[Calabria and Basilicata (including Matera) now have their own pages!]

Also known in English as "Apulia," Puglia forms the "heel" of Italy's boot, and is known for its wild landscape, the Castel del Monte (a 13th Century octagonal fortress that appears on Italian 1-euro-cent coins), interesting trulli houses in Alberobello, and the town of Lecce (the "Florence of the South" due to its splendid Baroque architecture).  Bari and Brindisi are also frequent departure points for Greece and other Eastern Mediterranean destinations.

Puglia features pristine beaches, including the most amazing at the "tip of the heel" in Santa Maria di Leuca.  The region produces some of the best olive oil in Italy, and does excellent things with seafood.  Consider staying at a masseria, a fortified country farmhouse (similar to an agriturismo; see this Frommer's article on masserie).  Also try out the excellent wines such as Primitivo di Manduria, the region's flagship red wine,  Nero di Troia, a rich red wine, and others such as Negroamaro, Salice Salentino, and Malvasia.

Trulli Country

The Valle d'Itria (Itria Valley) between Putignano and Martina Franca has a number of conical-shaped buildings known as trulli.  You will see them throughout the valley, in particular along a scenic drive through the farmland (punctuated by various trulli along the way) recommended by Frommer's: Alberobello on Hwy 604 to Locorotondo, then Hwy 172 to Martina Franca, then Cisternino, then Ostuni.  Also check out the Valle d'Itria Music Festival each summer.


This town has the most trulli, packed densely onto a hillside.  The main trullo part of the town has become over-run with tourists, but some more residential areas are quieter and more characteristic:  for example, Frommer's recommends crossing Largo Martellotta to check out the more residential area near Piazza M. Pagano...behind Piazza 27 Maggio through Piazza Plebiscito to the Aia Piccola district.


Whitewashed city known for its wine (at the Cantina del Locorotondo, via Madonna della Catena 99, 080-431-1644, 080-431-1298, ask for Oronzo Mastro).

Martina Franca

Medieval and baroque hilltown, rec'd by Fred Plotkin as the "classic town" for Puglia


Between Locorotondo and Ostuni, less touristy than the other trullo towns, but which was selected as one of the "most beautiful small towns in Italy has a beautiful centro storico (historic center) which is fun to walk around.

Where to Stay

Where to Eat


 "The white city" just east of Alberobello (Gondor was mostly based on Mont Saint Michel but it does remind me of that city in the Lord of the Rings!)...ancient olive trees are in Torre Guaceto, a little ways east.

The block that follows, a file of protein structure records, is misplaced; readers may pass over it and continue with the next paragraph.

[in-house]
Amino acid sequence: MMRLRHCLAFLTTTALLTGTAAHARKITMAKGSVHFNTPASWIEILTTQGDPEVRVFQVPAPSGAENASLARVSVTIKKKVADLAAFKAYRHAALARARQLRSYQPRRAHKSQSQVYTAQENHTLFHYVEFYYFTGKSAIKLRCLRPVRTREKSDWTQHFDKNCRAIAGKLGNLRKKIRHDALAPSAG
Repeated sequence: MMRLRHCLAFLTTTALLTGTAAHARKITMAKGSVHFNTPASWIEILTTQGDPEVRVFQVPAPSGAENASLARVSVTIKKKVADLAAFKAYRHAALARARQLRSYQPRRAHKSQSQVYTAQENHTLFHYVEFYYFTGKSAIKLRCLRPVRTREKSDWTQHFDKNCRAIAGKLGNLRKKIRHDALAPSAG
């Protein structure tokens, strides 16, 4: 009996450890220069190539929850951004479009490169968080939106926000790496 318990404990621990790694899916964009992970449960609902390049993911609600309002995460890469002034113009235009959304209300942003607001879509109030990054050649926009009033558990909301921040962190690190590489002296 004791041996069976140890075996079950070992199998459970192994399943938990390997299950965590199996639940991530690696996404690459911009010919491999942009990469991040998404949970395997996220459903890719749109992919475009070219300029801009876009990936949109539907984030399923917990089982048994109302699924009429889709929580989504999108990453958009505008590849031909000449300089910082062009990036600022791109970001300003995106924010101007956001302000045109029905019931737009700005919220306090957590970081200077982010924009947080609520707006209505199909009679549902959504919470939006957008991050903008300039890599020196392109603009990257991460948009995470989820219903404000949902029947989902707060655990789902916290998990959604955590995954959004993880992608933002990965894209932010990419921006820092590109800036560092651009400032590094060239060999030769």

Where to Stay

Where to Eat

Adriatic Coast


Nice town on the coast near Andria (NW of Bari).  Let's Go rec's Tre Re, via Casale 58, 088-340-3328, good location, clean rooms as cheap as 16 euro and Centro Storico, via Leopardi 29, 088-350-6176, an inexpensive B&B with nice garden, which has been used in films.  Barletta, a little ways north, offers up Ristorante Antica Cucina 1983, via Milano 73, 088-352-1718, closed Mon/Tues, a highly recommended spot (rec'd by Mangiarozzo).

Where to Eat

Things to See

Nearby places to eat

Castellana Grotte

A town just north of Alberobello, not far from Monopoli (see below), which features a huge cave.


Don't pass Go; instead stop off in this seaport east of Alberobello with a nice historic district, between Bari and Brindisi.

Polignano a Mare

Just north of Monopoli, is a beautiful seaside town perched on cliffs that has good gelato such as Il Super Mago del Gelo. At peak times, it has apparently gotten a bit over-run with folks thirsty for Instagram snaps though...


Major town, embarkation point for many cruises.  A basilica in town contains the remains of San Nicola (Saint Nicholas, aka Santa Claus). Elizabeth Minchilli lives here part time (her husband's family is from there) and has a lot of great notes.


S of Monopoli, famous for the ZooSafari e Fasanolandia, which Americans call the "Bari Safari"


The next major town south of Bari, see Jeff in Puglia's guide to gelato in Brindisi.

Gargano Peninsula

This "spur" to Italy's boot once was part of Croatia, which split off due to seismic shifts; it thus features a different look from the rest of Puglia (including lush forests).  Among its riches are San Giovanni Rotondo, a pilgrimage site for followers of Padre Pio, a relatively modern saint famous for having the stigmata.

Southern Puglia/Salento

The "Salento" region encompasses the very southern tip of the "heel", and includes some of the region's best beaches and serves up some of the best seafood.  While northern Puglia speaks a dialect similar to Neapolitan, in Salento the local dialect is "Salentino", more closely related to Sicilian (see this Salentino-Italian dictionary for a flavor).  The Greek influence in this region is also strong; there's even still a small community who speak a Greek dialect called Griko.


Provincial capital, famous for its extravagant baroque sandstone architecture.

Where to Eat

Where to Stay


Somewhat touristy seaside town; cool cathedral and so close to Albania you can see it on a clear day. Beautiful, shallow beach.


On the western coast, site of a famous WWI battle

Other Salento Towns



Taranto once was an important Greek colony, forming part of Magna Grecia (Greater Greece) along with towns such as Naples and Paestum.  It later waxed and waned in importance, and gave the "tarantula" its name (luckily, local spiders are not as big!).  Now Taranto is home to Italy's submarine fleet and various other parts of the marina militare (Navy).  The town is divided into the Città Vecchia (Old City) on an island, connected to the Città Moderna (New City) via a bridge that opens to let the Navy ships out.

Where to Eat

Things to do/see/eat near Taranto